Previous Post
Next Post

ArmaLite wants you! Not just your money—although the family firm wouldn’t mind exchanging some of your hard-earned cash for their new M15A4 “Case Ready Carbine.” They want you to become an ArmaLite dealer. While ArmaLite’s Communications Director won’t say exactly how the Illinois-based company selects their dealers (an ffl license would be extremely helpful), Arthur Steadman says the call to arms reflects the manufacturer’s “ongoing success.” He’s equally sanguine about the hard numbers involved. “We’re pleasantly happy about it,” the former newsman doesn’t reveal. One thing’s for sure: the small arms maker isn’t so small (is it Mr. Bond). “ArmaLite is a complete firearms company with our own Engineering, Quality Assurance, Machine Shop, Assembly, Warehouse, Marketing, Sales, and Finance divisions,” the Germanically-capitalized press release boasts. “ArmaLite’s broad customer base includes private gun owners, police agencies including the Illinois State Police, federal agencies in support of the Anti-Terror Assistance Program, and international customers.” Such as? [crickets chirping] Never mind. What of that Case Ready Carbine Carmine?

“Law enforcement and military customers want a gun they can drop, smash on the concrete, pick up and fire,” Steadman told TTAG. “The Case Ready M15 offers that kind of dependability. And if you break an [additional] optic, you can use the emergency flip-up sight.”

Uncoordinated, ffl-holding, aspiring ArmaLite dealers need apply. Luckily, the rest of us can also buy the exact same rifle used by the po-po and G.I. Joes. God bless America, eh?

As part of my quest to ask the world’s stupidest question, I wondered (aloud unfortunately) if the M15A4’s emergency sight would severely diminish the capability of the weapon, compared to a big ass scope. “Oh I don’t know,” Steadman said, preparing to reward my epic logic fail with a tasty quote. “You can shoot something on the moon with some of these scopes.”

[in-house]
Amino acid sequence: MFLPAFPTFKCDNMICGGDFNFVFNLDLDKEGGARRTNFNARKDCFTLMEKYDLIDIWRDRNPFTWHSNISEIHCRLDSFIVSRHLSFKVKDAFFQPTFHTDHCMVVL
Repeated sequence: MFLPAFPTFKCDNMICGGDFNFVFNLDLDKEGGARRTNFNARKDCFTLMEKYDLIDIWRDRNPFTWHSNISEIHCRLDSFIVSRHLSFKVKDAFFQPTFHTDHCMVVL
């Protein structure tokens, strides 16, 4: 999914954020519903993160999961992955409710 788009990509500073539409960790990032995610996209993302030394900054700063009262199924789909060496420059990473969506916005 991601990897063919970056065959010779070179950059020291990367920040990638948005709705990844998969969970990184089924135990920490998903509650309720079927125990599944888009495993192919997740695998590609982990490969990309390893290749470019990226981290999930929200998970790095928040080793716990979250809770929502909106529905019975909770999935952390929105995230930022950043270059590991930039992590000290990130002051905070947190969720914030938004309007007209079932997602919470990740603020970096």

The Case Ready Carbine is one of those limited run deals, whose run is strictly limited to how many the company can sell. $1,1220 later and even the clumsiest shooter is good to go.

Item Number: 15A4CBA2RS

  • Caliber: .223/5.56 X 45 mm NATO
  • Barrel: 16″ Double Lapped, Chrome Lined\Chrome Moly Vanadium
  • Rifling Twist: RH 1:9″ 52-69 Grain Ammo
  • Muzzle Device: Flash Suppressor, Threading:1/2″ – 28
  • Front Sight Base: A2 Front Sight Assembly
  • Upper Receiver: Forged Flattop with Picatinny Rail, 7075-T6 Aluminum
  • Lower Receiver: 7075-T6 Aluminum (forged)
  • Trigger: Tactical Two Stage, 1st Stage 3.5 lbs – 2nd Stage Approximately 5-6 lbs.
  • Overall Length: 35.6″
  • Weight: 7 lbs.
  • Finish: Anodized Aluminum Upper/Lower Receiver, Manganese Phosphated Steel Barrel
  • Accuracy: 2 – 2 1/2″ MOA
  • Included with carbine: One MI Flip-up Emergency Rear Sight, 30 Round Magazine, Sling, Black Case, Owner’s Manual, Limited Lifetime Warranty

Previous Post
Next Post


  1. Whew! For a second there I thought you’d snagged a photo of my recent build! Note the mid-length upper which is more aesthetically pleasing than the more common “shorty” upper that the military uses. It’s looks better because the military gets to use a 14.5″ barrel, whereas we civilians are forced to use a longer 16-16.5 incher. The longer upper receiver keeps the BATF compliant 16″ barrel from looking freakishly long. It also gives a bit more sight radius when using iron sights.

    Not a bad looking rifle, and ArmaLite has an established name that is well respected. Was that price $1220? That sounds about right, puts it on the mid-to lower-end of the built AR’s from the likes of Colt, S&W, DPMS, etc.

Comments are closed.